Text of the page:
'I'm getting closer to forgiving myself': Author writes new chapter after controversial book pulled
It was a controversy that shook up the CanLit community.
In April of 2018, small-press publisher Book*hug pulled a poetry book from publication. Who Took My Sister? was about missing and murdered Indigenous women and girls. Some of the poems described their deaths in graphic detail, but that's not why the book was pulled.
A step that Webb-Campbell, who is part Mi'kmaq, said she had not been asked about before. She had heard of permission protocol in relation to storytelling but not with poetry. She said many of the poems had been circulated in other publications so when her book was pulled she said felt confused.
"So suddenly there was this huge misstep that I hadn't thought of and that my editor hadn't thought of other editors hadn't actually asked either. It was quite disorienting and I felt deeply ashamed."
She said she first heard there was a problem with the book when activist Delilah Saunders wrote a blog post about the poem focused on her sister's death. Loretta Saunders was killed in 2014 by a couple who were subletting her Halifax apartment.
Delilah Saunders wrote she was "was disturbed and very upset" by the imagery in the poem.
"I hadn't actually spoken with Delilah and read her post and felt devastated that I had hurt her or her family. It was the last thing I ever wanted to do," said Webb-Campbell.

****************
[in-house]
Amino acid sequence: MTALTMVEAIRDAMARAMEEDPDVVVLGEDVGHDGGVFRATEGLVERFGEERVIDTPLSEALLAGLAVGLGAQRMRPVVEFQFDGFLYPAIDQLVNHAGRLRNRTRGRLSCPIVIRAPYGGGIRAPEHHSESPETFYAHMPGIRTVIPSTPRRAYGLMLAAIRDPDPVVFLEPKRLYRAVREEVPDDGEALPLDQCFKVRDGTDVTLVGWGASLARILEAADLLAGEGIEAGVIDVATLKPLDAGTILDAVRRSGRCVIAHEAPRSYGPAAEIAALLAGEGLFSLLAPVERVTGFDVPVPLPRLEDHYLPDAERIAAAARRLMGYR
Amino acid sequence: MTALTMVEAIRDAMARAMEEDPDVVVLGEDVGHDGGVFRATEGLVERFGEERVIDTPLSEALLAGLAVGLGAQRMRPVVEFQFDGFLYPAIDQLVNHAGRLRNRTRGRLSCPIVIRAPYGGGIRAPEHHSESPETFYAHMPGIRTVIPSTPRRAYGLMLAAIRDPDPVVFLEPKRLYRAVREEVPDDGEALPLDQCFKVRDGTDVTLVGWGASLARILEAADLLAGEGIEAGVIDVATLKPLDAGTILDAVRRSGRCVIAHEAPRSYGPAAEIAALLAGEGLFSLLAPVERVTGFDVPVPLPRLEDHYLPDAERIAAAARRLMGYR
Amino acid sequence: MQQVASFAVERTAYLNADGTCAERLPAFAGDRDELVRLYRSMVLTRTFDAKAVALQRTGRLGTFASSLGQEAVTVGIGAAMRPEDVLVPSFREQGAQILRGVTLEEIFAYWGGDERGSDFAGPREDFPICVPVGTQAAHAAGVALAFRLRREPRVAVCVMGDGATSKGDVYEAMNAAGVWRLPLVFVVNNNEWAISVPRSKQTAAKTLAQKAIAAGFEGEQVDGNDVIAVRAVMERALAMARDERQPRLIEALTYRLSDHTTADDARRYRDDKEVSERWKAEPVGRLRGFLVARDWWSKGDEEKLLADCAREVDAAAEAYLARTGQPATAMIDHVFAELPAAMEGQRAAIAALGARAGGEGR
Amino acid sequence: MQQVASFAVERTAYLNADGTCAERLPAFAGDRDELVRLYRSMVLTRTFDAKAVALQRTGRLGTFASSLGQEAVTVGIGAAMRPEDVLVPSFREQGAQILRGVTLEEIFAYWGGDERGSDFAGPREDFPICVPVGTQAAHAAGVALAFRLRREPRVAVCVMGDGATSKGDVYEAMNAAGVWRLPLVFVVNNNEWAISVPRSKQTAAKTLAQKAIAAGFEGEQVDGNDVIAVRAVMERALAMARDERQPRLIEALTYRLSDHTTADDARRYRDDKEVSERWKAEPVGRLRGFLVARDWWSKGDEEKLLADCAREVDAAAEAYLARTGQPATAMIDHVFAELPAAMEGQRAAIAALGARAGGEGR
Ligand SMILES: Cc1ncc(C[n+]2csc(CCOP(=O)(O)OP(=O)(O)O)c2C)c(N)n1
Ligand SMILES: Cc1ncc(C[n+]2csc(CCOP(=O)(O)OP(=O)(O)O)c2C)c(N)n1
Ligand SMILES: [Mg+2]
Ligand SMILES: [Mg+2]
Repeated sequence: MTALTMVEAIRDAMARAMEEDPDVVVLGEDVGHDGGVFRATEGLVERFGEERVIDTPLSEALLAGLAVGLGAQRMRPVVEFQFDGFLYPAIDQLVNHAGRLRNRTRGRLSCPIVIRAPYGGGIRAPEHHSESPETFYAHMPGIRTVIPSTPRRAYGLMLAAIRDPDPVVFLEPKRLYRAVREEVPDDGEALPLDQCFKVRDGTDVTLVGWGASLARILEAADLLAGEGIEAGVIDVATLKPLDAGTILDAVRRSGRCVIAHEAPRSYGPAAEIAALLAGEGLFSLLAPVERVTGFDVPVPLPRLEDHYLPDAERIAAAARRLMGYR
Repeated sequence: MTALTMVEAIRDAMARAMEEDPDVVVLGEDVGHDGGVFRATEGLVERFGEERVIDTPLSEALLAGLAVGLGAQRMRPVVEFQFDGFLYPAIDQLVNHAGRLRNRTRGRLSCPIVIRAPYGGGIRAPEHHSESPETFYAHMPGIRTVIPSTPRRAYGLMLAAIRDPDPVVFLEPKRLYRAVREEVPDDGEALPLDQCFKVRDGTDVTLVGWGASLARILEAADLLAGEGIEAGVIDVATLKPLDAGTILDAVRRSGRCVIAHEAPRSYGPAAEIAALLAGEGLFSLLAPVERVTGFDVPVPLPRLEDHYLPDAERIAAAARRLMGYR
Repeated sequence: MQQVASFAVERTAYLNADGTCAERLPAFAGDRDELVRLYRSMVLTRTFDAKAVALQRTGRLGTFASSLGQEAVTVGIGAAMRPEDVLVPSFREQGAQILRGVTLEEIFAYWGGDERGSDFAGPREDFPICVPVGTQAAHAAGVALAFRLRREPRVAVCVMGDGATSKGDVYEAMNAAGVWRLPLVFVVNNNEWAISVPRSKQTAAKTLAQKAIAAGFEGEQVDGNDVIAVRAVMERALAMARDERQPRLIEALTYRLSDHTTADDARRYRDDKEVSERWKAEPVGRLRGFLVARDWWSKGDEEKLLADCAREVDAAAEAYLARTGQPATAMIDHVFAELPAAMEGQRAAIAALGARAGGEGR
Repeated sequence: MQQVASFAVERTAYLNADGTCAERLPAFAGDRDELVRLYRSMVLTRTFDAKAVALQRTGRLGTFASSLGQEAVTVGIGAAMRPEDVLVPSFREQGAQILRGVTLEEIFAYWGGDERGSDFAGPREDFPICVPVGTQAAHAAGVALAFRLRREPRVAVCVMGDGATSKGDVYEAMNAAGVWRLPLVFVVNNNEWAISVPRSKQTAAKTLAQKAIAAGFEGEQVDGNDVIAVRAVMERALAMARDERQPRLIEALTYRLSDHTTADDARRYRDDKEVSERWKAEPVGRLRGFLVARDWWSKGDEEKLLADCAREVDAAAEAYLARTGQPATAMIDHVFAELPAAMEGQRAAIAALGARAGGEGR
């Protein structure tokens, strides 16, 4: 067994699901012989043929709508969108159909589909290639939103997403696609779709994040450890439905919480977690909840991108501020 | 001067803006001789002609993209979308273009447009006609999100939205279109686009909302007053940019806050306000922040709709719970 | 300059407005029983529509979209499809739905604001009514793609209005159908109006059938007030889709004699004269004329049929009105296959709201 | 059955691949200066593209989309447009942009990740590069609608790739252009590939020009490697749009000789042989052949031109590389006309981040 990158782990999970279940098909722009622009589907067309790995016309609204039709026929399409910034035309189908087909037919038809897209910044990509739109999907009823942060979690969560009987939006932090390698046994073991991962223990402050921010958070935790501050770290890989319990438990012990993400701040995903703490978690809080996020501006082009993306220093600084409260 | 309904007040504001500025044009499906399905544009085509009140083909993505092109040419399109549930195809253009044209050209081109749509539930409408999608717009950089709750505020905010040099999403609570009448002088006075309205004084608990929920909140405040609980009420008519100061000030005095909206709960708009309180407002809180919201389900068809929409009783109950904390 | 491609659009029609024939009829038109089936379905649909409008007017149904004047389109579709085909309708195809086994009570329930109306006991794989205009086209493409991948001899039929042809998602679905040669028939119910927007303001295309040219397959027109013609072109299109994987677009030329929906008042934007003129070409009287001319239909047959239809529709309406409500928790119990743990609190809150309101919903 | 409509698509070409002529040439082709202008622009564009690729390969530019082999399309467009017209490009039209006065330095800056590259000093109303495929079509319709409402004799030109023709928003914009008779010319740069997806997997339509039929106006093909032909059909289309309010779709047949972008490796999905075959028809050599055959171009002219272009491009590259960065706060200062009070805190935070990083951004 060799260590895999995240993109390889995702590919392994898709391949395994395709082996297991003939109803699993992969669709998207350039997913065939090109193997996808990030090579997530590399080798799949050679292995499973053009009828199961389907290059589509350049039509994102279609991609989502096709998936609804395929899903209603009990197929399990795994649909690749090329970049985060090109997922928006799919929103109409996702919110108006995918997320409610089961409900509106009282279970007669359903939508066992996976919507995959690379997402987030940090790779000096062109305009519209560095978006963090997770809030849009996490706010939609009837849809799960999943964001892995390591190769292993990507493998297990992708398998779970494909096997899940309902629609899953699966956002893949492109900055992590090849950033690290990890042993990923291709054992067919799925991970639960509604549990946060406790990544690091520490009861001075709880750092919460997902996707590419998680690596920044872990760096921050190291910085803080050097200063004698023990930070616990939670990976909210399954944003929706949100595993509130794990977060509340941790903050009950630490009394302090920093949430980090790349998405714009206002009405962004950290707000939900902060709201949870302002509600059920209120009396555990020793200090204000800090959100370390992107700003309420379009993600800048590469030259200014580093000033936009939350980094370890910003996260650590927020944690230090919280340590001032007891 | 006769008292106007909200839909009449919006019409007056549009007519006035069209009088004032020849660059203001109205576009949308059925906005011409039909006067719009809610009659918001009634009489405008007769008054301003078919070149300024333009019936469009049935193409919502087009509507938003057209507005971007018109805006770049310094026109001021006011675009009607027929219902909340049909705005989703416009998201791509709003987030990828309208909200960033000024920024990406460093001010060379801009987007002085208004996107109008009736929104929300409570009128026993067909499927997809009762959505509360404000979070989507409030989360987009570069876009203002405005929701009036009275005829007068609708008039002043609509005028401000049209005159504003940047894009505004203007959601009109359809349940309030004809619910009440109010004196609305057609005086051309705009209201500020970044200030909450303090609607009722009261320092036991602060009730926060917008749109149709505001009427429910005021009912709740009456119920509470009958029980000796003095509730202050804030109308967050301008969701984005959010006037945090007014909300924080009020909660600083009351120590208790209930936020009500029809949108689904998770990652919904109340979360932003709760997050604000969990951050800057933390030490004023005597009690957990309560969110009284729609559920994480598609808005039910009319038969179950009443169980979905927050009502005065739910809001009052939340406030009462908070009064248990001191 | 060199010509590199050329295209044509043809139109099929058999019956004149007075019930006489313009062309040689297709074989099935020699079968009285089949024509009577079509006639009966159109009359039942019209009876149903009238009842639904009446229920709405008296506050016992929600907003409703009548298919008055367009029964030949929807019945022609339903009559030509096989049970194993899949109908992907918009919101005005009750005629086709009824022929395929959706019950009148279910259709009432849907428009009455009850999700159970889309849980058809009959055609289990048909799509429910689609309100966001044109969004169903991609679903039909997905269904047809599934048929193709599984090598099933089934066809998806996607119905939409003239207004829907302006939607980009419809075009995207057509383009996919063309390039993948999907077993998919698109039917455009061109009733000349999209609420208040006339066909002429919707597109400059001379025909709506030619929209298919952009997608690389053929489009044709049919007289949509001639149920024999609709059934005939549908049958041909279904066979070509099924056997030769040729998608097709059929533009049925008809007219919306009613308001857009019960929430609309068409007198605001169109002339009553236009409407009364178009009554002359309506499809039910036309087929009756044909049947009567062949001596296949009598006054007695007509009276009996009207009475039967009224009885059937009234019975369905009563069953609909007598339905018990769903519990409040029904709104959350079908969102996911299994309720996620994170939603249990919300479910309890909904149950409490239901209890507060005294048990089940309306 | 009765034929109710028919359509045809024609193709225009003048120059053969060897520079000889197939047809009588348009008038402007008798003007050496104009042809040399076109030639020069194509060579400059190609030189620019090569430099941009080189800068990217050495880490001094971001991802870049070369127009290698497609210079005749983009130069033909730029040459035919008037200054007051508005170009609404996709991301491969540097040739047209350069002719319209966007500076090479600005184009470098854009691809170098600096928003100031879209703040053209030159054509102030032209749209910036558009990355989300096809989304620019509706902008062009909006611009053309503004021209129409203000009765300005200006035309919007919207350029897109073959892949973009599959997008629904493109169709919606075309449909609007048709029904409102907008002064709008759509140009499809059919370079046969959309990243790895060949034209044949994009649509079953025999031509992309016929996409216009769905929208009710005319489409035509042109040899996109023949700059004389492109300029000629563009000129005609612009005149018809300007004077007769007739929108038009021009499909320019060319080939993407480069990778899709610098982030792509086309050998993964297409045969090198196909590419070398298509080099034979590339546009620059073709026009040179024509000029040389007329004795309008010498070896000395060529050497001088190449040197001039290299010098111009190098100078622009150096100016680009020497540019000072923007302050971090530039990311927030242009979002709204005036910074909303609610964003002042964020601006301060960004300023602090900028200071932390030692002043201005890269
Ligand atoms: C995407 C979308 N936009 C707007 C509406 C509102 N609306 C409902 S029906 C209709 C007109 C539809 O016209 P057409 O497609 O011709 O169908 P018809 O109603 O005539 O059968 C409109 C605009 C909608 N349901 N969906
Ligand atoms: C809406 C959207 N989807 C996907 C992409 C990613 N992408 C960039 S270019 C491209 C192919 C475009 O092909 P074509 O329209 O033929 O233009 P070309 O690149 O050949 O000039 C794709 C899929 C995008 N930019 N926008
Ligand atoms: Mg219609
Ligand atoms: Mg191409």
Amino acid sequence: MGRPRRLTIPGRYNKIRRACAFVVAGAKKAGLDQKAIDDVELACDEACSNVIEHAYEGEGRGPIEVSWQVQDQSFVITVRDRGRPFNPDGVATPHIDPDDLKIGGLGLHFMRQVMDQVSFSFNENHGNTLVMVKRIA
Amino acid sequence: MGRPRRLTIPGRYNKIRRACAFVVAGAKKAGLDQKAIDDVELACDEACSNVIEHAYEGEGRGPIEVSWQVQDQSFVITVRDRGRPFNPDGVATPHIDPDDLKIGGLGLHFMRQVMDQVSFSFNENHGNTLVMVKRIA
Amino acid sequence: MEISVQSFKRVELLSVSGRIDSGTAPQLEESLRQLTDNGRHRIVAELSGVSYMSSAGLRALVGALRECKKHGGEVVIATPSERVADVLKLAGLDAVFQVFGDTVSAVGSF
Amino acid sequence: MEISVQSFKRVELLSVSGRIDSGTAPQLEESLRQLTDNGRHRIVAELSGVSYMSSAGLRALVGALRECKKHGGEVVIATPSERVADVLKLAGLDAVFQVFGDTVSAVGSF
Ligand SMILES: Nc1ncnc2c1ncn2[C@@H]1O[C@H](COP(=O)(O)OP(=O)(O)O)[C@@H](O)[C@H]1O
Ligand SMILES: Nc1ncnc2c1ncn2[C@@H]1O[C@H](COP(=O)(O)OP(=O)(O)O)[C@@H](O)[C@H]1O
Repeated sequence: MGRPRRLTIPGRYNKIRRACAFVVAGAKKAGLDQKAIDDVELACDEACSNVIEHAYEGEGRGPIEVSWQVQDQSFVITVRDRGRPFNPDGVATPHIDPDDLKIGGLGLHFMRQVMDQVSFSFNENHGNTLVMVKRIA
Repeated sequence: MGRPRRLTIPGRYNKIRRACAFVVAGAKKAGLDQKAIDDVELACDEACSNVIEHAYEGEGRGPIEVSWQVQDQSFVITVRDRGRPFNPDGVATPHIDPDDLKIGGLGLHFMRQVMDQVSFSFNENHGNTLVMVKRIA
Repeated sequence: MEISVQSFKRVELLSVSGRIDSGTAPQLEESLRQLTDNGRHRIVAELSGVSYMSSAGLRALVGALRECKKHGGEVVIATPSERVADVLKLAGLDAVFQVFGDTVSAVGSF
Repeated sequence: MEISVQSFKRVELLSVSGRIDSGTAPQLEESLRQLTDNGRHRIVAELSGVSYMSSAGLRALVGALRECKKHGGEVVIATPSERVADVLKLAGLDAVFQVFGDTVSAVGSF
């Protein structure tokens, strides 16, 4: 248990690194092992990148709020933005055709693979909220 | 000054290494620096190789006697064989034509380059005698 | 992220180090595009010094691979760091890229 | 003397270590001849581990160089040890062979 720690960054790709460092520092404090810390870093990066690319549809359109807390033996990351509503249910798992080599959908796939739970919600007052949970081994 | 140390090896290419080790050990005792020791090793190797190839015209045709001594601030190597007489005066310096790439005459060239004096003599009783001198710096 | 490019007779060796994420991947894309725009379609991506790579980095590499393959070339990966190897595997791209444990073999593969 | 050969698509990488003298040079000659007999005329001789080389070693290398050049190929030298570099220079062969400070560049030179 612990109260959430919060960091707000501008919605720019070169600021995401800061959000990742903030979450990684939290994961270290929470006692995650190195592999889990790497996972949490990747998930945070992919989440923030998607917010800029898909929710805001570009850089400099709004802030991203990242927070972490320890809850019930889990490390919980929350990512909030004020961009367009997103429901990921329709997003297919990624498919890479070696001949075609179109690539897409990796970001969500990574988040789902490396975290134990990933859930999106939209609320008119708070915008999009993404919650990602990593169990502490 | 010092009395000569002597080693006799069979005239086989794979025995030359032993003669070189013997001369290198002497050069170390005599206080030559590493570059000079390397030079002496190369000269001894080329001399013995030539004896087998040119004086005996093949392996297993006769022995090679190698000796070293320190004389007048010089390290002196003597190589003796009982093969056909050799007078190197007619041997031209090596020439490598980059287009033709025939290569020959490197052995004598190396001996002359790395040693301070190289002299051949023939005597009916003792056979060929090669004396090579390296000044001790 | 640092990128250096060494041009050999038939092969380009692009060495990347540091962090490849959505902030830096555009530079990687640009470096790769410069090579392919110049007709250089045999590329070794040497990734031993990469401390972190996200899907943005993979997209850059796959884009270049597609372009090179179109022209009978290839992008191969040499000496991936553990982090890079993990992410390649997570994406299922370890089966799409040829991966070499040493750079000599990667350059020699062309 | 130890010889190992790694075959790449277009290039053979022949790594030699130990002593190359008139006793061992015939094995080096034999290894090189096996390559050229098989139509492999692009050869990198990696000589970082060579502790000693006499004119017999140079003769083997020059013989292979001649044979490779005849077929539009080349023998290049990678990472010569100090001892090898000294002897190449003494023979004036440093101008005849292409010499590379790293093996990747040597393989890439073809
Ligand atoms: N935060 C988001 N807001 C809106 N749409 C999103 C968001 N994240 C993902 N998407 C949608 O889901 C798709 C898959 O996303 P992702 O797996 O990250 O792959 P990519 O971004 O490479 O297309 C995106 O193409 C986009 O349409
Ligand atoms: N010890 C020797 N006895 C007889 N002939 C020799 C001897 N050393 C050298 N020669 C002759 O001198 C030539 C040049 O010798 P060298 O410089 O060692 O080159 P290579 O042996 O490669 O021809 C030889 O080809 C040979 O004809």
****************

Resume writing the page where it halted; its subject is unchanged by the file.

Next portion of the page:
The book was pulled and Book*hug issued a statement saying that they were unaware that Webb-Campbell had not contacted the families of MMIWG to discuss the work.
Writing a new chapter
But Webb Campbell's work didn't end there.
"We needed to do the ethical work around the book. If I had spoken at the time I would have just been a sobbing mess of apology. Instead I wrote to each of the families in the book, explained what I had done, offered my apology and removed all those poems from the book."
Webb-Campbell said she also had some conversations with Gregory Younging, author of Elements of Indigenous Style. He said, when writing about MMIWG, the main goal is to do no more harm.
"My book had done harm and I will always be sorry for the harm that it did do. But I believe that this book and the conversations around it, is kind of opening to a space of vulnerability, of not knowing. No one really had an authority to give me like 'oh this is the right way or the wrong way.' Working with Lee, she gave me some parameters," Webb-Campbell said.
I am A Body of Land looks at how individual and collective trauma are related and bears little resemblance to Who Took My Sister? While Webb-Campbell said the new work is her way of moving on from the controversy, she is still working on forgiving herself.
"I think that it's made me change the way I look at writing and what the power of a poem can have and a story," she said.
"I'm working on it. I think I'm getting closer to forgiving myself."